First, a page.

World leaders are tracing trajectories for the Syrian conflict that range from sickening to horrific. Australia too must decide where and how to play a part in defeating Islamic State, also known as Daesh, and bringing some semblance of order back to the cauldron of corpses that is Syria.

Peter Khalil argued in this newspaper yesterday that Australia’s apparent alignment with the thinking of Russia, Iran and Hezbollah on the future of the Syria is muddled and problematic. By vacillating on the question of whether Bashar al-Assad should stay or go, we hamper our allies, boost the noxious ambitions of the coalescing Russian coalition, and show chinks in the armour of Western nations arrayed against a barrel-bombing despot.

Khalil wants Australia to join up the seams between Canberra, Washington and London. Instead, though, Australia can best contribute to the efforts of our friends and allies by probing the seams in our respective Middle Eastern policies. A successful Australian strategy for resolving the Syrian conflict relies on accentuating our different perspective and leveraging our unique linkages in the region.

In the new Syrian reality all options are bleak, geopolitics reigns supreme and negotiating positions are being marked out by cruise missiles. Like it or not, Russia has changed the facts on the ground and redefined the terms of any possible grand bargain.

Yesterday Russian warships launched 26 cruise missiles against rebel targets in the cities of Aleppo and Raqqa. A 10-ship- strong Russian naval taskforce is manoeuvring in the waters of the eastern Mediterranean, joining ground forces and attack aircraft operating from Russian bases in northwestern Syria. Undoubtedly, Russian special forces and intelligence officers are working closely with their Syrian counterparts on the ground to direct strikes and select targets from among the myriad rebel forces arrayed against the incumbent Syrian government.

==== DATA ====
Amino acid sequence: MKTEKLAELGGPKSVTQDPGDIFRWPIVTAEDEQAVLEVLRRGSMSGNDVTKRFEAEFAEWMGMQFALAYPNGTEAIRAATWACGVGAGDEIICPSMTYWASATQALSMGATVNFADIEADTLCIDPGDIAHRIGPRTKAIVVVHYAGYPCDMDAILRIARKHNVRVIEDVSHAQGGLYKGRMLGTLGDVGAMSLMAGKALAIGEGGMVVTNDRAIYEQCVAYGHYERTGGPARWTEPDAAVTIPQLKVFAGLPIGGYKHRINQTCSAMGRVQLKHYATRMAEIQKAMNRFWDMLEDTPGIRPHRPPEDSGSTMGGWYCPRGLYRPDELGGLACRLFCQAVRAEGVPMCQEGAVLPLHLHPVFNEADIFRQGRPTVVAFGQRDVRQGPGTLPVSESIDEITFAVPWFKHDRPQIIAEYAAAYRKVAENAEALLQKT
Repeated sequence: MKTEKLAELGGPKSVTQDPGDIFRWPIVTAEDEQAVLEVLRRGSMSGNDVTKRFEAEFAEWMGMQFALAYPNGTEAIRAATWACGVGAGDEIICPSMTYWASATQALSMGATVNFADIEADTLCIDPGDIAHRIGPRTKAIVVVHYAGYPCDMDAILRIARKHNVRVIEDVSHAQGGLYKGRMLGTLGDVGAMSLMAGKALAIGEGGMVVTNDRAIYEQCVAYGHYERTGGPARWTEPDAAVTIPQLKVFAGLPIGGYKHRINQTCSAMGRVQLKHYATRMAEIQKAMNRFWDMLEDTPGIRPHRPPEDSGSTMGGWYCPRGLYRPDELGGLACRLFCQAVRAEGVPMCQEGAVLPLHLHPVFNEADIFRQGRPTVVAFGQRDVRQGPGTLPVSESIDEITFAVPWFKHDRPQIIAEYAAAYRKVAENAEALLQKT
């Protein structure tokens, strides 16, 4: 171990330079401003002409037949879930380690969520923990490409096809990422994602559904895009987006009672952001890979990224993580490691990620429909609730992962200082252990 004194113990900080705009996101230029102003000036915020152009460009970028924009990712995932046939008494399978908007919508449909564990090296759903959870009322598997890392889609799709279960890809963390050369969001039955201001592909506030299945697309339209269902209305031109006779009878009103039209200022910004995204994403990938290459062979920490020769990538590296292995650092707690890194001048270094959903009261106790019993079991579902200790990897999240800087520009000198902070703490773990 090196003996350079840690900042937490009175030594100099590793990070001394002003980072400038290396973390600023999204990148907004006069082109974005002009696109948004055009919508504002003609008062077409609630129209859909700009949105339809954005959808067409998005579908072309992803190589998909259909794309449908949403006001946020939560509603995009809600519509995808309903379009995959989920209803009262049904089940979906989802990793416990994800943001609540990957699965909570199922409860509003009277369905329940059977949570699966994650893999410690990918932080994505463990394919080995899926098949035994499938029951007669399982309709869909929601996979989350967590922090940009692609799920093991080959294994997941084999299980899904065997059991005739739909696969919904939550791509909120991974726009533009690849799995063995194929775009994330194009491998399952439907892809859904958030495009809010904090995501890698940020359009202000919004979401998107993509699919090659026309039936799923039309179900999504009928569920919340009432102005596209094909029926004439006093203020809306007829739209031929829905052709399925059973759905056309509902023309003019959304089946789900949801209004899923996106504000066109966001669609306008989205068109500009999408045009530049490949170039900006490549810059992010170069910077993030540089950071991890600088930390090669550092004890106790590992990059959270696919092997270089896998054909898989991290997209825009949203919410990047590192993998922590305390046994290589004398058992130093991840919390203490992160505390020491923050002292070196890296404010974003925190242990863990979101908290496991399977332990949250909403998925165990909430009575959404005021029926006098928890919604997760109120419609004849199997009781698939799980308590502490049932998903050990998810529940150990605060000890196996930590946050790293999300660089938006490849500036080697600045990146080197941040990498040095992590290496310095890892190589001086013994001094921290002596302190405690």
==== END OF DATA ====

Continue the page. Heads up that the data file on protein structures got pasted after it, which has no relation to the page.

The political landscape in the region is shifting quickly, too. In Baghdad the head of the defence and security committee of the Iraqi parliament has called for Russia to join air combat operations against Daesh, opening the door for a Russian military presence in Iraq that could be significantly larger than that of the US.

Among the Iraqi military there are some with active connections to their former Russian military trainers; Iraq’s armed forces still operate many Soviet systems. Of course some of the former Baath­ist Iraqi military commanders fighting with Daesh will have had Russian military training, too. Moscow and Baghdad are sharing intelligence; it is a possibility that an Iraqi invitation to the Russian military could be forthcoming.

Yesterday the chief of joint operations, Vice-Admiral David Johnston, was at pains to emphasise that the Australian military was not co-ordinating with the Russian military but had procedures in place to avoid confusion in the skies over eastern Syria.

Tomorrow the Australian Defence Force could be placed in the awkward position of flying alongside Russian aircraft over western Iraq.

Writing on the new Syrian dynamic, Foreign Policy magazine editor David Rothkopf this week outlined US President Barack Obama’s new dilemma: “He wanted out of the region. He did not want to put US boots on the ground. He wanted someone or a group from the region to pick up the slack. And that’s exactly what he’s getting.”